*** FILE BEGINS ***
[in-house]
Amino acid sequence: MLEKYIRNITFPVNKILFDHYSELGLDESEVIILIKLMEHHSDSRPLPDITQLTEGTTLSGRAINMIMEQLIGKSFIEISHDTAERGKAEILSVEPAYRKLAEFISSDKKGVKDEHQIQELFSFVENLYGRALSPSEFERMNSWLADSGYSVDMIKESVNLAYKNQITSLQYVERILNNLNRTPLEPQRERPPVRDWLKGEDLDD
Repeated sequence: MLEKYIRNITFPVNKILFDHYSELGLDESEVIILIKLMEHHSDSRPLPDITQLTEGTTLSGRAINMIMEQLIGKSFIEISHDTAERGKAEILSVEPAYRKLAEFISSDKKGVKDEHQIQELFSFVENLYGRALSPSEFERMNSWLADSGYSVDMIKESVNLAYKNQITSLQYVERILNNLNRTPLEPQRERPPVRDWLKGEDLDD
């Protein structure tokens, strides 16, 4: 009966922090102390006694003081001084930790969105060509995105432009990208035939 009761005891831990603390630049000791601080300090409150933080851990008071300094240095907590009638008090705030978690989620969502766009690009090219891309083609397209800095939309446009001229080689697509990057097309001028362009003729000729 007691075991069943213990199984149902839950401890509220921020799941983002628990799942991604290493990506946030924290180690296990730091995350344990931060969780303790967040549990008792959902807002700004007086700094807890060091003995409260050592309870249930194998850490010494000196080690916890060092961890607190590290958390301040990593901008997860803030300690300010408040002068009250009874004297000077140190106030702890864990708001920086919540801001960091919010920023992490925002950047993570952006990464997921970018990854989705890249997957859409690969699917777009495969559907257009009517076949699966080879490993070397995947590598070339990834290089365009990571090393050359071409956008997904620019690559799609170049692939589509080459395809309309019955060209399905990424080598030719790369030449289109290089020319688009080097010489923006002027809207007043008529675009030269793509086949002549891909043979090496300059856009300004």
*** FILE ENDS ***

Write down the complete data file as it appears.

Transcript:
[in-house]
Amino acid sequence: MLEKYIRNITFPVNKILFDHYSELGLDESEVIILIKLMEHHSDSRPLPDITQLTEGTTLSGRAINMIMEQLIGKSFIEISHDTAERGKAEILSVEPAYRKLAEFISSDKKGVKDEHQIQELFSFVENLYGRALSPSEFERMNSWLADSGYSVDMIKESVNLAYKNQITSLQYVERILNNLNRTPLEPQRERPPVRDWLKGEDLDD
Repeated sequence: MLEKYIRNITFPVNKILFDHYSELGLDESEVIILIKLMEHHSDSRPLPDITQLTEGTTLSGRAINMIMEQLIGKSFIEISHDTAERGKAEILSVEPAYRKLAEFISSDKKGVKDEHQIQELFSFVENLYGRALSPSEFERMNSWLADSGYSVDMIKESVNLAYKNQITSLQYVERILNNLNRTPLEPQRERPPVRDWLKGEDLDD
């Protein structure tokens, strides 16, 4: 009966922090102390006694003081001084930790969105060509995105432009990208035939 009761005891831990603390630049000791601080300090409150933080851990008071300094240095907590009638008090705030978690989620969502766009690009090219891309083609397209800095939309446009001229080689697509990057097309001028362009003729000729 007691075991069943213990199984149902839950401890509220921020799941983002628990799942991604290493990506946030924290180690296990730091995350344990931060969780303790967040549990008792959902807002700004007086700094807890060091003995409260050592309870249930194998850490010494000196080690916890060092961890607190590290958390301040990593901008997860803030300690300010408040002068009250009874004297000077140190106030702890864990708001920086919540801001960091919010920023992490925002950047993570952006990464997921970018990854989705890249997957859409690969699917777009495969559907257009009517076949699966080879490993070397995947590598070339990834290089365009990571090393050359071409956008997904620019690559799609170049692939589509080459395809309309019955060209399905990424080598030719790369030449289109290089020319688009080097010489923006002027809207007043008529675009030269793509086949002549891909043979090496300059856009300004």